Gender is not a simple case of black and white
By Daniel J. McLaughlin
When it comes to the debate surrounding gender identity, there seems to be an obsession over what genitalia one possesses. And this misses the point entirely because biological sex and gender are two separate things: one's sex is about what one has in the downstairs area - which is, quite frankly, no one's business in the first place - and gender is the social and cultural differences pertaining to what it means to be a man or a woman, or none of the above.
The World Health Organisation (WHO) defines gender as "the socially constructed characteristics of women and men, such as norms, roles, and relationships of and between groups of women and men". It varies from society to society, and can be changed, they add.
This gender identity can be displayed through gender expression. This is "external manifestations of gender, expressed through one's name, pronouns, clothing, haircut, behaviour, voice, or body characteristics," according to GLAAD. Society identifies these cues as masculine or feminine - and what is considered to be these can change over time, and varies by culture.
Sex and gender are used interchangeably, Gender Spectrum notes, after the sex of a newborn baby tends to influence the presumption of their gender. For many, this is the case - and that is that. However, gender can change from the call made at birth, and the understanding about identity comes to most people fairly early in life, according to the American Academy of Pediatrics, who note: “By age four, most children have a stable sense of their gender identity.”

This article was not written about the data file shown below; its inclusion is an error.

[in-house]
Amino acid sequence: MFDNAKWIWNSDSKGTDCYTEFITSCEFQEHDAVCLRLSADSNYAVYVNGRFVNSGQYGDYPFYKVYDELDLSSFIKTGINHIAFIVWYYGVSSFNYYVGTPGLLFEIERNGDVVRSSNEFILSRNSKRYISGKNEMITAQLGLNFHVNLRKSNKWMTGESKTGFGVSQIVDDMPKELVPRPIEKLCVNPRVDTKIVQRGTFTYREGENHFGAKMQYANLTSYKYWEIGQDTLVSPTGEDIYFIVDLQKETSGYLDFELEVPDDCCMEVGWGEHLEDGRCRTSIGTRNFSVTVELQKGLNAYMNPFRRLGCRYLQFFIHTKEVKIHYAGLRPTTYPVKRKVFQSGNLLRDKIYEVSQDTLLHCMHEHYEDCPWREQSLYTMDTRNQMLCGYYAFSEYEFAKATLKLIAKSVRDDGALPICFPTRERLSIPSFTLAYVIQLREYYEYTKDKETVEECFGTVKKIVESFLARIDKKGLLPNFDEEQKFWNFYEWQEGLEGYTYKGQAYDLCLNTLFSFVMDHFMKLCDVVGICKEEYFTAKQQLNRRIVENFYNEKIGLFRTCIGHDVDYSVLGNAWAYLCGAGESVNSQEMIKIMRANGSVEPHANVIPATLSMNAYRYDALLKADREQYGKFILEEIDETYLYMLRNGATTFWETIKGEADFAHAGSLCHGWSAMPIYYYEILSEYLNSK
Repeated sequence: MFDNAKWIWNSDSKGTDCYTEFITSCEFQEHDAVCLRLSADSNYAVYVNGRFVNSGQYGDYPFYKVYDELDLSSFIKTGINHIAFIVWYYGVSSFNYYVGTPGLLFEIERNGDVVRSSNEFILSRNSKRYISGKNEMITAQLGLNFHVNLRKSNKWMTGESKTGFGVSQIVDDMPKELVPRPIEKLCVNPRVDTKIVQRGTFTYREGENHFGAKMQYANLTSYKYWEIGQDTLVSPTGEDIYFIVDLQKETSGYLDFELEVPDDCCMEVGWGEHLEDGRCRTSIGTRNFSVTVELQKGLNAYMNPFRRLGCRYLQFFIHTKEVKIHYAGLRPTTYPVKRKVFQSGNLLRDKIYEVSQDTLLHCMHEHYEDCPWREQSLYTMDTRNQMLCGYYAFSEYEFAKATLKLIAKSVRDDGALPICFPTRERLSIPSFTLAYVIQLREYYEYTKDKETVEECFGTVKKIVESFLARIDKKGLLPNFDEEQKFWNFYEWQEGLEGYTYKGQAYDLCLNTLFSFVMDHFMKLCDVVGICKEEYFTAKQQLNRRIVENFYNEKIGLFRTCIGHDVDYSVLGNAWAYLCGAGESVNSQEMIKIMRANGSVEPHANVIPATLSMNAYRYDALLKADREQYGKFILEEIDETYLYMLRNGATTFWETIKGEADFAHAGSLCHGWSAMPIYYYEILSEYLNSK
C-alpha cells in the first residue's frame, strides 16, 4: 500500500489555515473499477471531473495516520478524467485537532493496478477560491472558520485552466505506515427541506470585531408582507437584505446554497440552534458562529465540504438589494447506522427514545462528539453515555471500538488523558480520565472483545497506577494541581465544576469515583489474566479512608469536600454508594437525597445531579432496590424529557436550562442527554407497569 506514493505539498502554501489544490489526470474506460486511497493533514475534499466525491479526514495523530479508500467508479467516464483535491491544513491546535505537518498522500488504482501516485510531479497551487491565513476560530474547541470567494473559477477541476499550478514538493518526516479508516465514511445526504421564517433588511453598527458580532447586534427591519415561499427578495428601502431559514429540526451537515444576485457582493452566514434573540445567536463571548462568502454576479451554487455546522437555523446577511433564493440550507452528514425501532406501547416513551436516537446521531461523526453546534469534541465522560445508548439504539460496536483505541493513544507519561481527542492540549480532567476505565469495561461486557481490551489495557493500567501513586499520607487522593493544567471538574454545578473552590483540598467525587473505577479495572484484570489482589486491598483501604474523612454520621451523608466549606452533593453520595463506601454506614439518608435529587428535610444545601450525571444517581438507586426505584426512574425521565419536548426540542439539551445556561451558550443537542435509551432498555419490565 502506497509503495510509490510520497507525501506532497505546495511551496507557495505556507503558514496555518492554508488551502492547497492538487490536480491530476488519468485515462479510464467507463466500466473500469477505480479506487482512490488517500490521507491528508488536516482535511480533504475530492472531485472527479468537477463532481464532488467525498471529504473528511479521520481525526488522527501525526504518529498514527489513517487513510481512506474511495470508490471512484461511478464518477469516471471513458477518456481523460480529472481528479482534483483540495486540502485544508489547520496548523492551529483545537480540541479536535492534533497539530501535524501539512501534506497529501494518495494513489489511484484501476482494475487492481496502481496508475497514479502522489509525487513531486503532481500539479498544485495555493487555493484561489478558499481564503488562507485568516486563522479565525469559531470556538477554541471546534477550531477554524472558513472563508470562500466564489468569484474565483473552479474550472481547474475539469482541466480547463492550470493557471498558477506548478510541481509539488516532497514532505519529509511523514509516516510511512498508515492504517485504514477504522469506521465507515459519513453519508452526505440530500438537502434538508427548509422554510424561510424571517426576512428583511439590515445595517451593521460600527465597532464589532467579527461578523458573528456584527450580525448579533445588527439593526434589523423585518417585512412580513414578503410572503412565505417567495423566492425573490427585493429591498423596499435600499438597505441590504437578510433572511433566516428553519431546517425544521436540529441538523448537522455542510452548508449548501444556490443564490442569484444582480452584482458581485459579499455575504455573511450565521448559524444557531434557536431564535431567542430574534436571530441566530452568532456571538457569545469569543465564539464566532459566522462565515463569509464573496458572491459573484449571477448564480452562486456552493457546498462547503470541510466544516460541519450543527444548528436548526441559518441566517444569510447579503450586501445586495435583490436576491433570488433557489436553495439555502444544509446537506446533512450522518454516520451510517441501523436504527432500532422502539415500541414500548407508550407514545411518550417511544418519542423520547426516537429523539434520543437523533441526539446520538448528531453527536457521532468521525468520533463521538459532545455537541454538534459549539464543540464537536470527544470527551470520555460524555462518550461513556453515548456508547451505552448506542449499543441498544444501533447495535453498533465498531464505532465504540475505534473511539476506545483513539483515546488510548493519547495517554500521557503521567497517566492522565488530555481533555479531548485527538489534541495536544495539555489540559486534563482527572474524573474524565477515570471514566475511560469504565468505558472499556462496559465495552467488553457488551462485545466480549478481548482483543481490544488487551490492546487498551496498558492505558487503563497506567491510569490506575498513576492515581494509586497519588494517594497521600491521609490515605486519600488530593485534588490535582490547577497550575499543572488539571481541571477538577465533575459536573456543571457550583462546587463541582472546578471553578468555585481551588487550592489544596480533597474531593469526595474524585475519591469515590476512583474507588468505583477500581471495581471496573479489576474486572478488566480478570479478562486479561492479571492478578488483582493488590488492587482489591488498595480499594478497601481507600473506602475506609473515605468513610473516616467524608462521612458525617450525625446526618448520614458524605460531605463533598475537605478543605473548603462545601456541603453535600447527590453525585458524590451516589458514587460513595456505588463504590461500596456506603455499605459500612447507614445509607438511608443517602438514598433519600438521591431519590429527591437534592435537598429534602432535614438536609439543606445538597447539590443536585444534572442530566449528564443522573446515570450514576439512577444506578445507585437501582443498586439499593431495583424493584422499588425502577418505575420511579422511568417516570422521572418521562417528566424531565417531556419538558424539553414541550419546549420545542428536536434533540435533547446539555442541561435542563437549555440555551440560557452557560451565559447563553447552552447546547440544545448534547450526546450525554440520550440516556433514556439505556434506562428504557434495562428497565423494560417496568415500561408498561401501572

While the sense of gender is strong from this early age, it is a complex subject, whether you are a toddler or a grown-up trying to grasp your identity. Gender is the "complex interrelationship between three dimensions": body (the physical realities), identity (what one feels) and expression (presenting the gender to the world). Delving further into the three dimensions of gender, there are further sub-categories and extensions.
This is not how gender is portrayed: it is seen as binary - a simple case of black and white. When faced with the perplexing terrain, it is easy to fall back to treating gender as a synonym for biological sex. "Woman" and "female" tend to be naturally and irrevocably paired with "men" and "male" - and this is what is known as an "essentially account", according to the New Statesman. Even when essentialism takes on a more sophisticated variant - for instance, Professor Simon Baron-Cohen's 'the essential difference' which depicts a man's brain as systematising and a woman's brain as empathising - it is still one or the other.
Gender is a complicated and sensitive issue that is often confused with a simple mistake: gender and sex are different, but the former can be vastly different with variety that cannot yet - or maybe ever - determined.